Faster Redis and Easy Object Caching in Episerver

This is my second post regarding Redis. In How To Implement Redis With Episerver Easily . In my last post, I talked about the benefits of using Redis as a session state provider and a cache manager. To recap the article, Redis provides a persistence cache, you can reboot your Redis server and your users won't lose their sessions data, this is a big win over technologies like InProc or Memcached. Using some other technologies when you reboot your server, you loose your cache data. Second, Redis is really really fast, as it uses the NoSQL philosophy, Redis will write data to disk/memory faster than SQL so if you run a load balanced environment and need to cache data, or persist sessions, it's a good choice. Redis still provides better benefits than InProc on a single environment so I can't really see a reason why you wouldn't implement it. I also recommend that you implement StackExchange.Redis as your client, as it's free and provides better async support. In the code sample in my last tutorial, I covered the basics of reading/writing data to Redis. That article only worked with storing strings. In production, I extended this to use Json.Net to serialise/deserialize objects into Redis. That was until I read this article Serialization Performance comparison. Out of the results, Json.NET is performant, but, Protobuf probably is a little more efficient. If you run a high traffic site where you really care about performance, then this little switch in serialisation/deserialisation methods may provide a quick easy win in the optimization fight. Luckily, there are even two Nuget packages that can extend Redis Stack Exchange Redis, so the amount of code you need to implement this is very small. First, in your NuGet Manager, install StackExchange.Redis.Extensions.Core and StackExchange.Redis.Extensions.Protobuf. These packages will provide a Protobuf Serializer and a set of extension methods that will allow us to save C# objects directly in Redis without you having to write any more code: redis_extensions_nuget_installation Now, In your web.config, add this section:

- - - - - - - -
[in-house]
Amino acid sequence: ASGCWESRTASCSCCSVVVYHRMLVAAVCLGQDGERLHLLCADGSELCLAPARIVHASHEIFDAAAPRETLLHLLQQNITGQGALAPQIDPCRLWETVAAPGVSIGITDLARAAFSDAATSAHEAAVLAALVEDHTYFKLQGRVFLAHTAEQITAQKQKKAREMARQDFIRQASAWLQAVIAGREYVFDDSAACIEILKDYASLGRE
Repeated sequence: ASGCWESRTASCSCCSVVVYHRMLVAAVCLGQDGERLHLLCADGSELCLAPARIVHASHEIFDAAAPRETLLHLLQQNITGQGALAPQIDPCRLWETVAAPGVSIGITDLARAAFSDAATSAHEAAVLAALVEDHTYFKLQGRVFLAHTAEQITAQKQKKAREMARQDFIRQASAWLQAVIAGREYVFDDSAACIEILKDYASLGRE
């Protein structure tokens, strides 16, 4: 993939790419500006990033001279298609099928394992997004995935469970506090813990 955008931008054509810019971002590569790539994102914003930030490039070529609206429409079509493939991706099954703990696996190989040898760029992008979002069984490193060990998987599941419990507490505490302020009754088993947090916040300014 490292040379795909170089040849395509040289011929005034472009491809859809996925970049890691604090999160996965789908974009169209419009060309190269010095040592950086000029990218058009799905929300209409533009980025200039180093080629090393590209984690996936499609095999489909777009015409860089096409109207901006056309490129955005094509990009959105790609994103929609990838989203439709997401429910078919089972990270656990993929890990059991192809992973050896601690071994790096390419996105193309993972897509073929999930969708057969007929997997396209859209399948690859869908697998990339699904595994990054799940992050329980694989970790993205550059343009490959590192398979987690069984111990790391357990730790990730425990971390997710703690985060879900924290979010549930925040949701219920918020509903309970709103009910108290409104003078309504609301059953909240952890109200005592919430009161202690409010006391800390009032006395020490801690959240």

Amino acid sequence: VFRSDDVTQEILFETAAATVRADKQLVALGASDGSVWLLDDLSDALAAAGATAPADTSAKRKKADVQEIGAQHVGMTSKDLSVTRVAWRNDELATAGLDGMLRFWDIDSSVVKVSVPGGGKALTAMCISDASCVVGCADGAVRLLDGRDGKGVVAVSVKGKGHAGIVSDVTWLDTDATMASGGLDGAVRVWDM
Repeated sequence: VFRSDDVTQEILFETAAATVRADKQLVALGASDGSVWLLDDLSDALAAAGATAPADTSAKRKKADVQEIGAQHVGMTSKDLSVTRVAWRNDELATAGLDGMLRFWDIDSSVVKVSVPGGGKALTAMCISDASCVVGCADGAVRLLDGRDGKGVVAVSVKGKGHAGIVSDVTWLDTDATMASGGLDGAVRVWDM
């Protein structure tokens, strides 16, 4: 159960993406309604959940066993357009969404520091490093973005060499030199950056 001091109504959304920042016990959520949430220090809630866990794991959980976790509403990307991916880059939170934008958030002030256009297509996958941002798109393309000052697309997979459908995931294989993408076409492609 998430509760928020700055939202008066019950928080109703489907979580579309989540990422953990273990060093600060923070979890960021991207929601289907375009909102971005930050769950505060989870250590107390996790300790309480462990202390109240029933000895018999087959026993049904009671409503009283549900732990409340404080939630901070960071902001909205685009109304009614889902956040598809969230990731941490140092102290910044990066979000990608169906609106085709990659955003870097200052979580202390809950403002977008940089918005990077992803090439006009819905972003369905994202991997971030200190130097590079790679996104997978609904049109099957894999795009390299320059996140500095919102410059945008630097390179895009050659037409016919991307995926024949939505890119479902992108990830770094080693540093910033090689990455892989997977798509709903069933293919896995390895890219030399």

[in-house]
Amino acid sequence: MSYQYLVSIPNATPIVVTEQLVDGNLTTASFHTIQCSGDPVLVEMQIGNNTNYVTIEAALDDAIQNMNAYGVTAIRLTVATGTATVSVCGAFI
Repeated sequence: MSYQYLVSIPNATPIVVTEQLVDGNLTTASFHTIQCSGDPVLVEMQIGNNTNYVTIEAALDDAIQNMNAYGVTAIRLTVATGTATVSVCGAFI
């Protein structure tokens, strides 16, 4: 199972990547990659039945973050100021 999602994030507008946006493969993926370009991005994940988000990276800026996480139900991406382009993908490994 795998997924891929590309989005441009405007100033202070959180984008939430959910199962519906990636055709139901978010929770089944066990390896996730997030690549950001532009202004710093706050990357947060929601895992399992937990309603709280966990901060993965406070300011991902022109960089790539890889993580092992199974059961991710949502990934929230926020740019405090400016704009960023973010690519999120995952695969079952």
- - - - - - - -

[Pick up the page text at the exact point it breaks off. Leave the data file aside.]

<section name="redisCacheClient" type="StackExchange.Redis.Extensions.Core.Configuration.RedisCachingSectionHandler, StackExchange.Redis.Extensions.Core" />
and the matching element somewhere within :
    <redisCacheClient allowAdmin="true" ssl="false" connectTimeout="5000" database="0">
            <add host="" cachePort="6379"/>
That should have taken you about 3 minutes and all your configuration work is done (assuming you've already installed Redis). The code to cache your data will look like this:
 public class RedisHelper : ICacheHelper
        private readonly ILog Logger = LogManager.GetLogger(typeof(CacheHelper));

        private static readonly IDatabase Database;

        private static readonly StackExchangeRedisCacheClient CacheClient;

        public static RedisHelper ()
            var serializer = new ProtobufSerializer();
            CacheClient = new StackExchangeRedisCacheClient(serializer);
            Database = CacheClient.Database;

        public static object GetValue(string key)
            return Database.StringGet(key);

        public static void StoreValue(string key, object obj)
            CacheClient.Add(key, obj);
Now you have a simple, performant, cache manager!

Jon D Jones

Software Architect, Programmer and Technologist Jon Jones is founder and CEO of London-based tech firm Digital Prompt. He has been working in the field for nearly a decade, specializing in new technologies and technical solution research in the web business. A passionate blogger by heart , speaker & consultant from England.. always on the hunt for the next challenge

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